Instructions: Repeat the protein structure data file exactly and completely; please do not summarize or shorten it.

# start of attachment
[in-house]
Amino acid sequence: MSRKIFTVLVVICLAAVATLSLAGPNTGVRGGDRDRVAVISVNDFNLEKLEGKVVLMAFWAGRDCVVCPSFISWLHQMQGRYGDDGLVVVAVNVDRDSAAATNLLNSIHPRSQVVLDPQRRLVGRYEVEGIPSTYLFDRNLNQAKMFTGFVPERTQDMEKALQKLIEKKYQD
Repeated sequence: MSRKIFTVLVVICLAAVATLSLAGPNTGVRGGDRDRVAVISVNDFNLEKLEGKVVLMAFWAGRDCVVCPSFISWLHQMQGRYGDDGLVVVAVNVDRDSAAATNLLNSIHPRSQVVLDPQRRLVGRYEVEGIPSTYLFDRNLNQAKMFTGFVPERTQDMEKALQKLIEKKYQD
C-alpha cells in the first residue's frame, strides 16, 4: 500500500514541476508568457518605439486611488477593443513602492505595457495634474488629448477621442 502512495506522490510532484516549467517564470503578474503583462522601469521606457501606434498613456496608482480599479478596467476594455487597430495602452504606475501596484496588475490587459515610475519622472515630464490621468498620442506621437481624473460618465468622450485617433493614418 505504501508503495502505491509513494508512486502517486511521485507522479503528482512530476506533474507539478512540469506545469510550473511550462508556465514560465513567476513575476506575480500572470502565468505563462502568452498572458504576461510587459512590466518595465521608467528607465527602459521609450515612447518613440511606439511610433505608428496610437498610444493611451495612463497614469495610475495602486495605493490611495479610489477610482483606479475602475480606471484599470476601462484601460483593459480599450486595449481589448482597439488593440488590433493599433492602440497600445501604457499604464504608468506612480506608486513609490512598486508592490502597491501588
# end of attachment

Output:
[in-house]
Amino acid sequence: MSRKIFTVLVVICLAAVATLSLAGPNTGVRGGDRDRVAVISVNDFNLEKLEGKVVLMAFWAGRDCVVCPSFISWLHQMQGRYGDDGLVVVAVNVDRDSAAATNLLNSIHPRSQVVLDPQRRLVGRYEVEGIPSTYLFDRNLNQAKMFTGFVPERTQDMEKALQKLIEKKYQD
Repeated sequence: MSRKIFTVLVVICLAAVATLSLAGPNTGVRGGDRDRVAVISVNDFNLEKLEGKVVLMAFWAGRDCVVCPSFISWLHQMQGRYGDDGLVVVAVNVDRDSAAATNLLNSIHPRSQVVLDPQRRLVGRYEVEGIPSTYLFDRNLNQAKMFTGFVPERTQDMEKALQKLIEKKYQD
C-alpha cells in the first residue's frame, strides 16, 4: 500500500514541476508568457518605439486611488477593443513602492505595457495634474488629448477621442 502512495506522490510532484516549467517564470503578474503583462522601469521606457501606434498613456496608482480599479478596467476594455487597430495602452504606475501596484496588475490587459515610475519622472515630464490621468498620442506621437481624473460618465468622450485617433493614418 505504501508503495502505491509513494508512486502517486511521485507522479503528482512530476506533474507539478512540469506545469510550473511550462508556465514560465513567476513575476506575480500572470502565468505563462502568452498572458504576461510587459512590466518595465521608467528607465527602459521609450515612447518613440511606439511610433505608428496610437498610444493611451495612463497614469495610475495602486495605493490611495479610489477610482483606479475602475480606471484599470476601462484601460483593459480599450486595449481589448482597439488593440488590433493599433492602440497600445501604457499604464504608468506612480506608486513609490512598486508592490502597491501588